I looked at Sina, who didn’t answer. Logan snorted and said, You think I’m talkin to her, Yank?
Shearin’s man’s work. They sensed things about me subconsciously, as I did about them, a smell or the shapes of their cheeks and noses in the sunlight. I felt behind myself for a seatbelt but didn’t find one.
No, I said, I’ve never sheared a sheep.
Gass took Logan’s can of Speight’s and chugged it. Logan spat on the windshield and then turned around to Sina while he drove. You want you a man that can shear you a sheep, he said, and Sina smiled politely.
Why don’t we drop this poofter off in Raukokore and I’ll take you back to the quarters, Logan said. He and Gass looked at each other and burst into laughter as I held Sina’s hand. Logan twisted his arm around his seat and slapped me on the knee. I must be awful drunk to say that shit out loud, he shouted, cracking up again. We were all over the road. Cheers to that! he cried, clicking cans with Gass, who whispered in his friend’s ear, and they laughed harder.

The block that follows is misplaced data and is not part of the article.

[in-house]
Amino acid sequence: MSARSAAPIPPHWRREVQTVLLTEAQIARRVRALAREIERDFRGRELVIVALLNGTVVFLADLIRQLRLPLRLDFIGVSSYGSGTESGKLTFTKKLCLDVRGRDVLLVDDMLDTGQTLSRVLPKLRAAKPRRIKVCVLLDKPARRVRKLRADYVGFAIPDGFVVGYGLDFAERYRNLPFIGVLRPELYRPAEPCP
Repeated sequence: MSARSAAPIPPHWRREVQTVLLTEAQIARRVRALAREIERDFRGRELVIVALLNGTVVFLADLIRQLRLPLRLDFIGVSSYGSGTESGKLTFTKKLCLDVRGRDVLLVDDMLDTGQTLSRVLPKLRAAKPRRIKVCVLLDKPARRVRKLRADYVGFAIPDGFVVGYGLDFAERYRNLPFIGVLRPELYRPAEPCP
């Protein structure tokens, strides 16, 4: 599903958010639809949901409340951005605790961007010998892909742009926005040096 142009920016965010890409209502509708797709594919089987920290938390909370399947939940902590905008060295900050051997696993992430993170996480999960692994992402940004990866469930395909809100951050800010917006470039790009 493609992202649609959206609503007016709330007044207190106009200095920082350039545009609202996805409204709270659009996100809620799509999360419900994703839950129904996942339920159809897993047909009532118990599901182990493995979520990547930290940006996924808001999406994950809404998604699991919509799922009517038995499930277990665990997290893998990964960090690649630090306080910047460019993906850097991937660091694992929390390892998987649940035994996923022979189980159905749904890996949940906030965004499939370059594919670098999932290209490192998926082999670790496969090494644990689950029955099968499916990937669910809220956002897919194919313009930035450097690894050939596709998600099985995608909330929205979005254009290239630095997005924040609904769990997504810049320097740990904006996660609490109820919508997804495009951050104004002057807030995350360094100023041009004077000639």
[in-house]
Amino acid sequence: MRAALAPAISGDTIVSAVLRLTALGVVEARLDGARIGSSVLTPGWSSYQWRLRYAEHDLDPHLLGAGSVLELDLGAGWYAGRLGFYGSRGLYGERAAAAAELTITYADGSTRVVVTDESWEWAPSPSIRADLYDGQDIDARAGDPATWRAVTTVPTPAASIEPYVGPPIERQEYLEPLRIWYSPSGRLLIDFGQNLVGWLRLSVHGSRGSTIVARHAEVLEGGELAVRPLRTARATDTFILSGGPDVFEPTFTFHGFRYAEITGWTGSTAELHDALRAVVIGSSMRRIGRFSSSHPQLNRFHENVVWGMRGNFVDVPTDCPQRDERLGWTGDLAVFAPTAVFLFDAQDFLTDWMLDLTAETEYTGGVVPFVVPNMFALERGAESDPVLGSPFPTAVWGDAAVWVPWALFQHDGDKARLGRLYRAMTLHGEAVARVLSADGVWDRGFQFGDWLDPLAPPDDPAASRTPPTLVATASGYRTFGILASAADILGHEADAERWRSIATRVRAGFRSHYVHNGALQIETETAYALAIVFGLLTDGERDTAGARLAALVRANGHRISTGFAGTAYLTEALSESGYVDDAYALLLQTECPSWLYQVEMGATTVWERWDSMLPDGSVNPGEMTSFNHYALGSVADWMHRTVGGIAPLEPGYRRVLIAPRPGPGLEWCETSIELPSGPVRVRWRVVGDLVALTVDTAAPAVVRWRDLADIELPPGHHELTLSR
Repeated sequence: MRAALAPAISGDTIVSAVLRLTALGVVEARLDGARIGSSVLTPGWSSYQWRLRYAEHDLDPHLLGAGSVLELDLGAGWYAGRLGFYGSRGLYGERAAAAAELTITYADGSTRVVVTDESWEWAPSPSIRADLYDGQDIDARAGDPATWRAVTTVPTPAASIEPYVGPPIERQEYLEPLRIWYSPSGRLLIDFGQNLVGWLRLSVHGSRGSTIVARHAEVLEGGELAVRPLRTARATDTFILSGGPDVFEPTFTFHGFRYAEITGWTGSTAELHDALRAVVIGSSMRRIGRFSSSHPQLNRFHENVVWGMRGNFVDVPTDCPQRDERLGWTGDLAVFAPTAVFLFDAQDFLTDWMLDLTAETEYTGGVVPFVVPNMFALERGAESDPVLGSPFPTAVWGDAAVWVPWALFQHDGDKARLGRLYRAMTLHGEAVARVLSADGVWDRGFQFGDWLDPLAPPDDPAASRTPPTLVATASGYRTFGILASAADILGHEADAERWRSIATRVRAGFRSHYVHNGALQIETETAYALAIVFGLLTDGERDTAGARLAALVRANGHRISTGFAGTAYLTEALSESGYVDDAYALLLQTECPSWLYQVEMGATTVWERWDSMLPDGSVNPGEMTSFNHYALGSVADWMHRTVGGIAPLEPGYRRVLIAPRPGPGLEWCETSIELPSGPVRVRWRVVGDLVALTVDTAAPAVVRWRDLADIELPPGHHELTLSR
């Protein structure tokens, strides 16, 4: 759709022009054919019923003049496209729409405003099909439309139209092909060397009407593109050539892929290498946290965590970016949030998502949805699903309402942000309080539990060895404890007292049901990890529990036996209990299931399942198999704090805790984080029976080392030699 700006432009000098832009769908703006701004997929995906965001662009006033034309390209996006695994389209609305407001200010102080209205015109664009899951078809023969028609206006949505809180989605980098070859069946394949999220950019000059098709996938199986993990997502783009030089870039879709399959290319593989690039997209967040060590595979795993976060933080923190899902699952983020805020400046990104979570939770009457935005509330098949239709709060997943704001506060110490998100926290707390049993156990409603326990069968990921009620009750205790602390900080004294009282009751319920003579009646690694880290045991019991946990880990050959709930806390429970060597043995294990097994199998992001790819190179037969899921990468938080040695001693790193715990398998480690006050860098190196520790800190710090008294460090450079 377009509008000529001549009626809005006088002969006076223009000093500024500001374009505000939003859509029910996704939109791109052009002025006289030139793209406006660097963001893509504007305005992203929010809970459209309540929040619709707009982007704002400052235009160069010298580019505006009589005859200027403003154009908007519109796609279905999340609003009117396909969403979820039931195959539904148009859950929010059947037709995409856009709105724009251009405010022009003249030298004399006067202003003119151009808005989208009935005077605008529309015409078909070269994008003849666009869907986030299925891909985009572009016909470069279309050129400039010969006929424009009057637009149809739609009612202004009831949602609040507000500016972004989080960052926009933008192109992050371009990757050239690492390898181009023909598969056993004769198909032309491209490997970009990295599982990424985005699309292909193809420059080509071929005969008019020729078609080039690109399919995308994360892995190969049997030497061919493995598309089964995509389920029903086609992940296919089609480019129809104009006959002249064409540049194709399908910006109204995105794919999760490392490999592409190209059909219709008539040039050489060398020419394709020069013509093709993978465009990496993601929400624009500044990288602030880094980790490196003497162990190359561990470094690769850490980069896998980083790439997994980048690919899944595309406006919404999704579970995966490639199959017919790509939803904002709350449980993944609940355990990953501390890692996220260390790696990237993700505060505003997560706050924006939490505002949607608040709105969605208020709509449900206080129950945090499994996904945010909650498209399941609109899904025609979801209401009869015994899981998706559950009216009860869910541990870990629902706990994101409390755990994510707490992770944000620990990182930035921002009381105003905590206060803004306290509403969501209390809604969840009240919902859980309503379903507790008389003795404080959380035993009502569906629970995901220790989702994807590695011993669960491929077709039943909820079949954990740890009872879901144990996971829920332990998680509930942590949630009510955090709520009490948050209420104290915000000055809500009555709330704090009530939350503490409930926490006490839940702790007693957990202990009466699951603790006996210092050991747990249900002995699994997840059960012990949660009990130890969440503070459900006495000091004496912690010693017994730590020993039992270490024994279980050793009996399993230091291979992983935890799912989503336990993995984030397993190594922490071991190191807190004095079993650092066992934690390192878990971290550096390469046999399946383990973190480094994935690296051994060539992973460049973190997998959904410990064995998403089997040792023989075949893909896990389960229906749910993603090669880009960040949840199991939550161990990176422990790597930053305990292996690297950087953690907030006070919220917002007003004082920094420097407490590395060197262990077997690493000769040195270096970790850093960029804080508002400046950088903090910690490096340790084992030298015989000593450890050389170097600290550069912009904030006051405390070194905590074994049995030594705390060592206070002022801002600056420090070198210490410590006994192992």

Should we give them a beer?
We ain’t got no pink drinks.
I’ve sheared a sheep, said Sina. Oh God, I thought. Sina’s smile was childlike as Logan and Gass fell silent, turned around. I was in the war, said Sina. Gently he brushed his bangs away from his eyebrows.
What war? Logan sneered.
She said she’s from Iran, Gass said, drawing out the hard I. They’ve got heaps of wars.
There aren’t girls in those wars.
I was in it, Sina said.
Bullshit you were, said Logan.